'Green Panda' Bamboo in backyard cedar planters

Asked October 1, 2017, 7:31 PM EDT

We made 4, 10' long, 21/2 ' high cedar planters for the backyard-used 4 Green Panda bamboo plants per container, to be used eventually as a barrier from the house behind us. It has done well until this summer, planted May 2014. We are one block from the beach (Manzanita) and have a lot of salty wind down through the backyard. With the heat of this summer, the wind, the bamboo suffered. Dry, losing its leaves, been watered, fertilized, brown areas. Need to know if it is dying-should it be taken out or should it be fertilized now, trimmed out at the ground, left alone until next spring? It is not pretty and looks sad. Any advice you can give me would be so helpful. Thank you, Janet Ward

Tillamook County Oregon

3 Responses

Thanks for your question about your bamboo plants. They are looking a bit sad! In addition to the dry weather in Manzanita this summer (our plants there suffered, too!), I think one of the issues may be how closely you planted the plants in the planters. Every source I've found indicates they should be spaced 3 to 12 feet apart (depending upon the source). Using the information you gave, yours are closer to 2 feet apart. While the Fargesia rufa ("Green Panda") bamboo is a clumping (as opposed to rhizomatous) grass, each plant still needs adequate root space to thrive, even if you're watering it every day. Since clumping bamboo is not invasive, it tends to perform better in the ground, as opposed to containers, but probably too late to change that.

I can't tell you if your plants are dying or not, but I see some greenery in the photos, so all is not (yet) lost. I suggest you prune the plants as described in this article, and thin the plants to two per planter. Keep the growth that is green, on the remaining plants. The survivors will put on new growth, but cut culms will not grow back. I would also urge you to check the pH of the soil in the planters. As this article indicates, they prefer more acidic soil (5.5 to 6.5 pH), so you might need to add a bit of sulfur, or mulch with pine needles to reduce it to their preferred range.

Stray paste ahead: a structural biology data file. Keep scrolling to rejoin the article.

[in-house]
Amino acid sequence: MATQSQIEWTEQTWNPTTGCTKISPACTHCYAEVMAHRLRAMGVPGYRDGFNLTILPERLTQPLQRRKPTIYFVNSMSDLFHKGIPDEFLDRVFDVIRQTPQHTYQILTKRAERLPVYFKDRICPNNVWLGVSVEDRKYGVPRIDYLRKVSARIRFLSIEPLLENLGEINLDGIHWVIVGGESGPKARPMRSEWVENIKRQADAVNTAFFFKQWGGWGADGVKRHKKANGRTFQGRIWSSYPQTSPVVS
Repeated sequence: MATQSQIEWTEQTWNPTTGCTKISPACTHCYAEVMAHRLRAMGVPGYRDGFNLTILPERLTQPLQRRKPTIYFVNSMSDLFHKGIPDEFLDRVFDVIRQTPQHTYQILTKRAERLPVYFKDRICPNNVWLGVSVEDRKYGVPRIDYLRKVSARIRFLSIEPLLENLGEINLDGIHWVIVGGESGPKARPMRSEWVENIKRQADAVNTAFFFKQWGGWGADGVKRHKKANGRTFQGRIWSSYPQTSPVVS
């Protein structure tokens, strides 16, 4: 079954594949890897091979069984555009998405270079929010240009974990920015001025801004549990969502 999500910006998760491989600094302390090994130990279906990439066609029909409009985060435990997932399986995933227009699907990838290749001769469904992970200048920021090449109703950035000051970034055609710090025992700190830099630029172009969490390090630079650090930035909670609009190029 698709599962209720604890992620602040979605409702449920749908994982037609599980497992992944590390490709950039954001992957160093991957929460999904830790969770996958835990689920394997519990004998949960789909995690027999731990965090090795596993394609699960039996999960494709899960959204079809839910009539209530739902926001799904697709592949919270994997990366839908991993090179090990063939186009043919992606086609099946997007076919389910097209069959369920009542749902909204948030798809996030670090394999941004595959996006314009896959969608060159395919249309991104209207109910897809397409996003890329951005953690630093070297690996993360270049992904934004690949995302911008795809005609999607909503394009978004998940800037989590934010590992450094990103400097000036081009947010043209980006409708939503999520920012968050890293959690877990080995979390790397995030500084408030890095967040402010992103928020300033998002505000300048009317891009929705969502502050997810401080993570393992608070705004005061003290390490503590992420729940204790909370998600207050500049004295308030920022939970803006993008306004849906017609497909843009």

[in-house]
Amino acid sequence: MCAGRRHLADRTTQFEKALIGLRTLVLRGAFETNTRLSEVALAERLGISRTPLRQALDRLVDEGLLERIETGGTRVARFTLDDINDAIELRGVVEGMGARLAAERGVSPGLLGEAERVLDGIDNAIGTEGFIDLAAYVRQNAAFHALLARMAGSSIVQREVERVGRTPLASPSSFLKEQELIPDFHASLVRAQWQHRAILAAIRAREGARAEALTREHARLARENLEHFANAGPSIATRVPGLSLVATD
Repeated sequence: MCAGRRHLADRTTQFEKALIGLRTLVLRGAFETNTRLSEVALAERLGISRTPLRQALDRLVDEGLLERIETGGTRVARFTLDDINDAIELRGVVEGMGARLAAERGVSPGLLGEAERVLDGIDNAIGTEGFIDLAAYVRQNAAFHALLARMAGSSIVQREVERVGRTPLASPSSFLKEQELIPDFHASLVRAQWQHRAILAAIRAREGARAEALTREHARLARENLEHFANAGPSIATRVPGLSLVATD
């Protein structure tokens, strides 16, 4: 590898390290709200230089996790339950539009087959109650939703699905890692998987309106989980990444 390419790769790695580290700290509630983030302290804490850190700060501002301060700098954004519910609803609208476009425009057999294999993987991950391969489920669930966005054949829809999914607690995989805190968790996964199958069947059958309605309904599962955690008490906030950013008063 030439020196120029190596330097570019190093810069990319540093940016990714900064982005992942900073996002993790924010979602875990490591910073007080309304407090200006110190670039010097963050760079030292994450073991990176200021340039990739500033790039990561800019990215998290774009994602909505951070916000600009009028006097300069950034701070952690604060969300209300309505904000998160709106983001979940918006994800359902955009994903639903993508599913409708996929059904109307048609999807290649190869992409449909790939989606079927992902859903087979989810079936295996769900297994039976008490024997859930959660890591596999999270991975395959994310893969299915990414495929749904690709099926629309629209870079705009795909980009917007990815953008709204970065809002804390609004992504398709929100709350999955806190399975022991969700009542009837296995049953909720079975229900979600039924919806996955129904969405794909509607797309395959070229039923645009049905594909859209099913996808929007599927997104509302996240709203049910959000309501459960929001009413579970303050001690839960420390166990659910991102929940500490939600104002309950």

Hope this is helpful to you. Good luck!

Thank you for your quick response-interesting the responses you gave to me-too bad I didn't have all that information when we tried to decide the best way to go for some kind of a screen/barrier. But, I will do the best on the info you sent and maybe all will be looking lovely next spring! Thanks again.

You're welcome! BTW, you can get an inexpensive pH test kit (about $5) at any garden center. They're little vials, which have chemicals that test pH as well as the level of the 3 major nutrients plants need (nitrogen, phosphorus and potassium). If your containers are full of sand, you're likely to have a pH closer to neutral (7.0), which is what water is. Although we tend to curse clay, it actually helps hold the nutrients close to the roots, and is generally a more acidic medium.

You may not see any dramatic growth in the remaining plants until late spring, but I'll look for them on some of my beach walks!